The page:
An asylum seeker from Afghanistan has been accused of attacking random people in London with a knife after asking whether they were English, the Daily Mail reports.
According to the newspaper, Samiulahaq Akbari, 32, was accused of swinging a 10-inch kitchen knife at three “total strangers” within 10 minutes after “demanding to know their nationality”.
The first incident is said to have happened in a branch of Tesco, a British supermarket chain, in south London on 8 January.
Jurors at London’s Central Criminal Court (Old Bailey) were played CCTV footage showing that Akbari tapped Nicolas Speight, the first alleged victim, on the shoulder and asked what his nationality was.
After the man replied that he was English, the suspect reportedly threw himself at him with a knife.
As per the report, the prosecutor claimed that Akbari “settled on him because Mr. Speight was English”.
The first shopper managed to escape from the attack “by luck”, the court was told. Shortly thereafter, Akbari pulled a knife “fuelled with the same intention” on a man in a takeaway restaurant and on another man in a pub.
In these two altercations, he was allegedly fought back and forced to flee.
“This defendant had set out deliberately to threaten, harm and kill members of the public by virtue of their nationality, or what Mr. Akbari perceived to be their nationality – they were English,” the prosecutor stated.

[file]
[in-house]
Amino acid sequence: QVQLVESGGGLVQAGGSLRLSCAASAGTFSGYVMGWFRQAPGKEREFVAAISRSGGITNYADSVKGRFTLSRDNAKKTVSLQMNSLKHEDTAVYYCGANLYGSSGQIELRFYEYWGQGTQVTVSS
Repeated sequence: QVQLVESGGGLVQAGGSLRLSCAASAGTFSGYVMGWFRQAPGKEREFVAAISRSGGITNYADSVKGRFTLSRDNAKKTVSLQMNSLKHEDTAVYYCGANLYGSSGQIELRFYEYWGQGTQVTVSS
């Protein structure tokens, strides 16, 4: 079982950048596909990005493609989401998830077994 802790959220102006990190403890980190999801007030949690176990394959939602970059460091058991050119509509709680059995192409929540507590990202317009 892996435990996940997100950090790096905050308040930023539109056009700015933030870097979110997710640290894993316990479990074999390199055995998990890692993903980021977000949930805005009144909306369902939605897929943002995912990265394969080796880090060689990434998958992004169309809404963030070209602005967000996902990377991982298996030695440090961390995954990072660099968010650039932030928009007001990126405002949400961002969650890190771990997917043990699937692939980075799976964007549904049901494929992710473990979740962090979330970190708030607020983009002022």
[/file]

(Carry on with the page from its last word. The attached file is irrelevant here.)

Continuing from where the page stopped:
It is claimed that Akbari denies charges of wounding with intent and the attempted murder of the Tesco shopper but admits to two charges of affray over confronting two other men.
The prosecutor reportedly cited transcripts of emergency calls made by Akbari’s cousin, in which he told the 999 operator that the alleged attacker “said he wants to kill the English people. I can see his eyes, he's serious.”
In another call, the cousin was quoted as saying: “He will do it. He's trying to run and he will kill someone. Please come quickly.”
The trial is still underway.
Meanwhile, knife violence has been soaring in England and Wales, with London becoming a knife-crime hotspot. In 2018, the number of such offences in the two regions jumped by 6 per cent year-on-year to an all-time high of 40,829. Official statistics showed that nearly four in ten recorded murders involved a knife or sharp instrument.
Yvette Cooper MP, who chairs the House of Commons home affairs select committee, said: “Knife crime is now at record levels and this is a very disturbing increase in violent crime; at the same time as the number of arrests is continuing to fall."
“The police are completely overstretched and crime prevention work is far too limited. The Home Office and government response on knife crime and other rising crimes is still far too weak and just doesn’t match the scale of the problem.”